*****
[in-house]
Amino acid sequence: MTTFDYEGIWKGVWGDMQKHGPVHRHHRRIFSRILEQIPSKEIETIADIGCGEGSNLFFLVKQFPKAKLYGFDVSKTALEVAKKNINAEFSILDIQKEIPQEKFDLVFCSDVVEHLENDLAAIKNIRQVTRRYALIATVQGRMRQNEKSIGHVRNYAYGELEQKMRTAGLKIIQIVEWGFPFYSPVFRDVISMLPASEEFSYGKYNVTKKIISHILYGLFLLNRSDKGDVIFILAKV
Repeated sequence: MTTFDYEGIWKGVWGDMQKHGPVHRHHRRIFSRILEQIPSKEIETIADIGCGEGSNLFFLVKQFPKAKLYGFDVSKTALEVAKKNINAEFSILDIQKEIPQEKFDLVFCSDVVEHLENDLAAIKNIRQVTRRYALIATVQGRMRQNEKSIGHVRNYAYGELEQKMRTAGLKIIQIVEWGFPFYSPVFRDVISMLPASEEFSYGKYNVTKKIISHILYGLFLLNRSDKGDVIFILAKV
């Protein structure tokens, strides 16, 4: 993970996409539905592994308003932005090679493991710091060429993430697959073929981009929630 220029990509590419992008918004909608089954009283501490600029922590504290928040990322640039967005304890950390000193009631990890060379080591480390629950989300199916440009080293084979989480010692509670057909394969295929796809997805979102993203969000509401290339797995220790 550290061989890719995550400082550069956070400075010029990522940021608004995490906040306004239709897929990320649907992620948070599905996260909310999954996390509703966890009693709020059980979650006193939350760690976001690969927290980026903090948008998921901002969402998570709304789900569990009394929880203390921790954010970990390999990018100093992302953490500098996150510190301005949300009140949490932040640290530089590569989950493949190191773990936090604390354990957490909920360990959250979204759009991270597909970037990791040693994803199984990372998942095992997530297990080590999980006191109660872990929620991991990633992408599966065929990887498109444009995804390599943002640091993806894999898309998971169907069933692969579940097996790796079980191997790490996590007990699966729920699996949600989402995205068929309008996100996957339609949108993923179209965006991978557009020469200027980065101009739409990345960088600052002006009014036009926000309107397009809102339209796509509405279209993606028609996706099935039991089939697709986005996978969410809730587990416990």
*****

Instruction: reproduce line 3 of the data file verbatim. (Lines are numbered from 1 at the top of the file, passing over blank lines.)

Repeated sequence: MTTFDYEGIWKGVWGDMQKHGPVHRHHRRIFSRILEQIPSKEIETIADIGCGEGSNLFFLVKQFPKAKLYGFDVSKTALEVAKKNINAEFSILDIQKEIPQEKFDLVFCSDVVEHLENDLAAIKNIRQVTRRYALIATVQGRMRQNEKSIGHVRNYAYGELEQKMRTAGLKIIQIVEWGFPFYSPVFRDVISMLPASEEFSYGKYNVTKKIISHILYGLFLLNRSDKGDVIFILAKV